The good news is that a majority of Greenway customers are heavily involved in meaningful use. Indeed, across the ambulatory field, meaningful use Stage 1 has been very popular. Stage 2? Not so much. That’s partly because when an organization attests for Stage 2, it doesn’t get nearly the uptick in government incentives as it did from Stage 1, particularly to make up for the additional costs to meet the additional requirements. Meaningful use Stage 2 and 3 include various measures that can only be met with interoperability in place, and the incentives/penalties motivate providers to put data exchange high on the list of priorities.

Q: How can hospitals and providers work together to ensure that care is coordinated and their joint practice and hospital needs, including clinical, financial and administrative, are met?

SF: One of the most common requests we get from our customers is to exchange data with the local hospitals. When a customer comes to us with that request, we investigate the system the hospital uses for data exchange. Even if it’s a system we’ve never interfaced with before, we work closely with both organizations to build a new interface. But one of the biggest challenges is when one side, usually the hospital, doesn’t want to play ball. That can be for a variety of reasons: political, security or priority. You don’t always know until you start to work with that hospital.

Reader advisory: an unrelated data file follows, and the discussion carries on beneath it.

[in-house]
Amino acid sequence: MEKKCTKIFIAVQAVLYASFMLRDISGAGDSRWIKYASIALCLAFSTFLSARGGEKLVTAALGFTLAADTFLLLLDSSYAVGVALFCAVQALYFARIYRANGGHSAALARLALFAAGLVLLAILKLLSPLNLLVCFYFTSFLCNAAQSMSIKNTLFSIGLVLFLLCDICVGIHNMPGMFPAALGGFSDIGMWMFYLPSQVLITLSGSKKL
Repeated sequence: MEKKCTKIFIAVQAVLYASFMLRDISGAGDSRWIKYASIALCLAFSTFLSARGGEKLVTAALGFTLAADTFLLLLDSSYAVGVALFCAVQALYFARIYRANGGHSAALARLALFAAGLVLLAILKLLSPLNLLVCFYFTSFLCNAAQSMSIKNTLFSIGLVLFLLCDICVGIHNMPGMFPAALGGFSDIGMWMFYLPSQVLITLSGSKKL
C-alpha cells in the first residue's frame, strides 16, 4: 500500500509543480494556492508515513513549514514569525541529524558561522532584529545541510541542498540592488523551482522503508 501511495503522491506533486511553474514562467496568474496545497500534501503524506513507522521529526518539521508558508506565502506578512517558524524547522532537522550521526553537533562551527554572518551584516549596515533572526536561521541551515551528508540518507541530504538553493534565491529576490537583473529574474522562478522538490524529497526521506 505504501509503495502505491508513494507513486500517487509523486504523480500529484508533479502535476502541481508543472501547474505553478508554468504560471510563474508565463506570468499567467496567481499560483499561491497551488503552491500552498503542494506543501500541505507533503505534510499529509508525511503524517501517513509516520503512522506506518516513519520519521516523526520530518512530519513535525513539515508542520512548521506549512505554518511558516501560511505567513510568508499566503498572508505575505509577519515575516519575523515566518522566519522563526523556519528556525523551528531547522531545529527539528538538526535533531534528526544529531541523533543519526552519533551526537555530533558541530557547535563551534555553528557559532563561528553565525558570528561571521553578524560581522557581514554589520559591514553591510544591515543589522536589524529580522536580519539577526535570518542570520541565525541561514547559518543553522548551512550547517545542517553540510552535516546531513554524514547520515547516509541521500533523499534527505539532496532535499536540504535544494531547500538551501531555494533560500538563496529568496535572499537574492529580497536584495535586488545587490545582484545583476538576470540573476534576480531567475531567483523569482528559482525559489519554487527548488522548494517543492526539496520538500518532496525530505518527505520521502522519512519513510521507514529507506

But as everyone recognizes the benefits of data exchange, it doesn’t seem to be as big a stumbling block as it has been in the past. We should remember that interfaces aren’t traditionally quick to set up and there have been complaints from Washington that data exchange and interoperability isn’t moving fast enough. It’s important to understand that interoperability was not one of the key focus areas of meaningful use Stage 1 – so the incentives were not there. With Stage 2 & 3, data exchange has become a higher priority and we have seen the subsequent demand increase.

Q: What are some of the issues you’re currently working on solving?

SF: Across the board, there’s a huge demand for interoperability and the industry is struggling to get interfaces up fast enough to meet that demand. Everyone is data hungry and wants to exchange data and do it now! As an industry we need to innovate so we can accelerate the implementation of new data exchange. We need to do it securely with privacy concerns always at the forefront, but we need to make it easier. Greenway is a founding member of the CommonWell Health Alliance to find a common framework for interoperability and make it as easy as possible for all stakeholders to safely exchange health information

Q: How do you think current interoperability and EHR initiatives will have affected the industry in five years?

SF: There’s a lot of buzz right now about a HL7 standards framework called FHIR – which stands for Fast Healthcare Interoperability Resources. FHIR (pronounced “fire”) is all about looking at how other industries exchange data and what healthcare can learn from them, particularly around ease and speed to implement. Again, we want to make interoperability as straightforward as possible so that we can maximize the value of patient data across all care settings.

For more information, visit Greenway Health.